In a game-changing invention, engineers at Disney Research, Pittsburgh, have developed a new technique that allows you to feel the texture of objects seen on a flat touchscreen.
The novel algorithm enables a person sliding a finger across a topographic map displayed on a touchscreen to feel the bumps and curves of hills and valleys, despite the screen’s smooth surface.
The technique is based on the fact that when a person slides a finger over a real physical bump, he perceives the bump largely because lateral friction forces stretch and compress skin on the sliding finger.
By altering the friction encountered as a person’s fingertip glides across a surface, the Disney algorithm can create a perception of a 3D bump on a touch surface.
The method can be used to simulate the feel of a wide variety of objects and textures.
“Our brain perceives the 3D bump on a surface mostly from information that it receives via skin stretching,” said Ivan Poupyrev, who directs Disney Research, Pittsburgh’s Interaction Group.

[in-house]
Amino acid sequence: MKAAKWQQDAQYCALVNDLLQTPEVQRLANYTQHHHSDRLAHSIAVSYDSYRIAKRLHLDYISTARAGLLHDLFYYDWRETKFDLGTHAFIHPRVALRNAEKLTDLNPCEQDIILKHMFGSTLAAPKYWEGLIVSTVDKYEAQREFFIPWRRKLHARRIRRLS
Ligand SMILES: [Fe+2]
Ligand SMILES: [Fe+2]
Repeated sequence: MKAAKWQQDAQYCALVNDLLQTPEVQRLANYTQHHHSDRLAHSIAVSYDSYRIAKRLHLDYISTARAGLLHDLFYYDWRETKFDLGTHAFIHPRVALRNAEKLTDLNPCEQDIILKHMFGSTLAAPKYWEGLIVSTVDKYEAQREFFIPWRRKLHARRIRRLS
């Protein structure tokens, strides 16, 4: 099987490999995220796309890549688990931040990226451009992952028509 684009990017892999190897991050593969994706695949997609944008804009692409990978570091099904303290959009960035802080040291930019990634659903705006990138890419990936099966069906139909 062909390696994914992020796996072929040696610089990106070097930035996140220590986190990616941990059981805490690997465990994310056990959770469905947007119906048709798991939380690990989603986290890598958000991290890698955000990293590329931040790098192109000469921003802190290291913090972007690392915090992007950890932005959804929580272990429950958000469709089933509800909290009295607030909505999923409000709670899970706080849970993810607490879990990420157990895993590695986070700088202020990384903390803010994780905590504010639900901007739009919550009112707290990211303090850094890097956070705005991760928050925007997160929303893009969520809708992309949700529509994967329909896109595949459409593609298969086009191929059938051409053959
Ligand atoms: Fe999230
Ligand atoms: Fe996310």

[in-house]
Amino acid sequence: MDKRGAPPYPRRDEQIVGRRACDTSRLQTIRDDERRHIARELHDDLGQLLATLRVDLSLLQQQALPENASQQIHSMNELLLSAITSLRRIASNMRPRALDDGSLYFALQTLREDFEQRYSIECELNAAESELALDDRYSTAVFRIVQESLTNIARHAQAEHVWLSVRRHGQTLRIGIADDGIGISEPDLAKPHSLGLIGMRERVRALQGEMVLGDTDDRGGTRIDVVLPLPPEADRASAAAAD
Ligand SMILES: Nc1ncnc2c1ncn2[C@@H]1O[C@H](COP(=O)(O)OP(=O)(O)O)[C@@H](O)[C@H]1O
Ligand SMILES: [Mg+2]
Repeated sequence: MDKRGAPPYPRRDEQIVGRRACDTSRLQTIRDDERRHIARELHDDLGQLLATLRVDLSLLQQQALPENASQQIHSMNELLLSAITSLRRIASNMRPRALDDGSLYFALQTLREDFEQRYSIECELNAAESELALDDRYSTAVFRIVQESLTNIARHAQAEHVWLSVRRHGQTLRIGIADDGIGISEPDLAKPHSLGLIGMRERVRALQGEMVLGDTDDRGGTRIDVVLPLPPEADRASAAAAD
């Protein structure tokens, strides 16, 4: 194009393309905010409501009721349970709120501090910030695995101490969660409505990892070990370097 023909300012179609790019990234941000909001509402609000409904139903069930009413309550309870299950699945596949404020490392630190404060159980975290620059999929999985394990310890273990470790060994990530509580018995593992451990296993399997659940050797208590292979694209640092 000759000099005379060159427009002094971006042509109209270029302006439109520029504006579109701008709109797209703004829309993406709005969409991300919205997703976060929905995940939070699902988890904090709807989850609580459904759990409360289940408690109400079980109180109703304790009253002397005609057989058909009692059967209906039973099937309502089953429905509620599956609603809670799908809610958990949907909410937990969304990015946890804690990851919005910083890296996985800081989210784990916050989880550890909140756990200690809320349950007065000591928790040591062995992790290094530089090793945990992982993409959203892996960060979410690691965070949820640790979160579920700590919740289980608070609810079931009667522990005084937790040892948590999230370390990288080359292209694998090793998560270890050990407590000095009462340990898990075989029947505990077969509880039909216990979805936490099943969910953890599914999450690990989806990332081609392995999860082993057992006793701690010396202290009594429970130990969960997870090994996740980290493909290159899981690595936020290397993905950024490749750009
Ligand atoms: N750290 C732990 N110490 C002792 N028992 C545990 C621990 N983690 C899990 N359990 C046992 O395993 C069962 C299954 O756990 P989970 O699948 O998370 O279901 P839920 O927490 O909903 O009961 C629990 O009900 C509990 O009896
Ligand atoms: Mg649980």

“Therefore, if we can artificially stretch skin on a finger as it slides on the touchscreen, the brain will be fooled into thinking an actual physical bump is on a touchscreen even though the touch surface is completely smooth,” Poupyrev said in a statement.
In experiments, researchers used electrovibration to modulate the friction between the sliding finger and the touch surface with electrostatic forces.
Researchers created and validated a psychophysical model that closely simulates friction forces perceived by the human finger when it slides over a real bump.